• A link—if you’re referencing something you’ve found online, you’ll want to include the URL. Be sure to shorten the link. Hootsuite will do it for you, but if you don’t use Hootsuite or a scheduling program, I recommend If you’re just posting a question or a quote, there’s not always a reason to include a link.

Format Your Tweet
There is a general order in the way you arrange the components of your tweet.

Do NOT start your tweet off with an @ sign (Like @EdieMelson) unless you are replying to something I said. A reply tweet will only be seen by those who follow BOTH you and the person you’re replying to.

Hashtags can be used at the beginning, middle or end or your tweet. But the best way to use them is organically, within the body of the tweet. Second would be toward the end. Lastly, at the beginning.

Finally, we all know Twitter limits tweets to 140 characters. But I do NOT recommend you use all 140 characters. For one, if someone retweets your update, something will get lopped off the end of the tweet because the retweeters info will be added to the beginning of the tweet.

So ideally, keep your tweet to under 120 characters. But remember, this is just a guideline, not a hard and fast rule!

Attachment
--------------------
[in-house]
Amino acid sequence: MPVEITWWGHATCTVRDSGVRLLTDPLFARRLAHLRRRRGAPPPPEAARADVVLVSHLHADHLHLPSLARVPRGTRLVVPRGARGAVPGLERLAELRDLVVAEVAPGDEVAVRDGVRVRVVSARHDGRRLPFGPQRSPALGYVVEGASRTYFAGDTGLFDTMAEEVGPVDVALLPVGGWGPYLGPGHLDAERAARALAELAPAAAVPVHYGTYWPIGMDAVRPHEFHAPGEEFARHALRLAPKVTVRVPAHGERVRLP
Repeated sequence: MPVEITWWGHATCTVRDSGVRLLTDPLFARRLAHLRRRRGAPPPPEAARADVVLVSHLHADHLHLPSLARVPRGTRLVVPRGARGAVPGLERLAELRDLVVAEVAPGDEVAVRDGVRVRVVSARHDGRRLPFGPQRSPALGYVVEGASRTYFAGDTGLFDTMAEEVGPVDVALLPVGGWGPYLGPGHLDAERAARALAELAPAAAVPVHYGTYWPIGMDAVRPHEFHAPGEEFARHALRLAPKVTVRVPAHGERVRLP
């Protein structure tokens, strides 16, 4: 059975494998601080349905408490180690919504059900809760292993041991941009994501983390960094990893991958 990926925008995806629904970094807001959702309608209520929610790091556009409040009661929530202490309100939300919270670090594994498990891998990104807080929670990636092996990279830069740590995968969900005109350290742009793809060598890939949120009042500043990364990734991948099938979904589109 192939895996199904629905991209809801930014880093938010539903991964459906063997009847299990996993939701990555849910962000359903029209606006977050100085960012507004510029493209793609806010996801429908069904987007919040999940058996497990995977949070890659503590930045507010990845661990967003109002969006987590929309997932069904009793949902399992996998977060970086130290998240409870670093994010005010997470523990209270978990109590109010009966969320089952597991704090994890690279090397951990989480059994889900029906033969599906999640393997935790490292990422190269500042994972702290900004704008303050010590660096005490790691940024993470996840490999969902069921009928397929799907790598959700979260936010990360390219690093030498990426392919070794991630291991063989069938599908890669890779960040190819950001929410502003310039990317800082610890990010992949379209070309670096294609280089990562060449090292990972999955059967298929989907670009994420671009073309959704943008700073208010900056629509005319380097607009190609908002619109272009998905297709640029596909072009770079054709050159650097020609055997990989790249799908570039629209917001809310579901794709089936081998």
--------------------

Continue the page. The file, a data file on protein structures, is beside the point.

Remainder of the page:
Here's the order I tend to like best:
  • Headline
  • Attribution
  • Link
  • Hashtags

Example and Explanation
Here is a tweet I composed for this post:

How to Write a Good Tweet—It’s Easier Than You Think – @EdieMelson #writing #socialMedia

Breaking it Down 
How to Write a Good Tweet—It’s Easier Than You Think —is my headline, my attention grabber.

@EdieMelson—is my attribution. I used it in this tweet because I’m composing the tweet for ClickToTweet, which means someone else will be sending the tweet out. If I was just sending this out, I would NOT use @EdieMelson because the tweet would originate with my Twitter account and everyone already knows it’s me.—is my shortened URL or Link. This URL will take the person clicking on it directly to this post.

#Writing and #SocialMedia—are the two hashtags I’ve chosen to use. They reflect the focus of the tweet and are popular hashtags.

Common Questions
1. What if the blog post I'm referencing is a guest post, which attribution do I use - the author of the post or the owner of the blog? If possible, it's good to use both attributions. Here's how I would handle that:

Is Your Manuscript Written to Death? - via @VaughnRoycroft on @WriterUnboxed #amwriting 

2. What if the person I'm referencing doesn't have a Twitter handle or I don't have time to research it? People who don't include their social media info is a big pet peeve of mine. If it's not easy to find, or you can't find it, just use the person's name.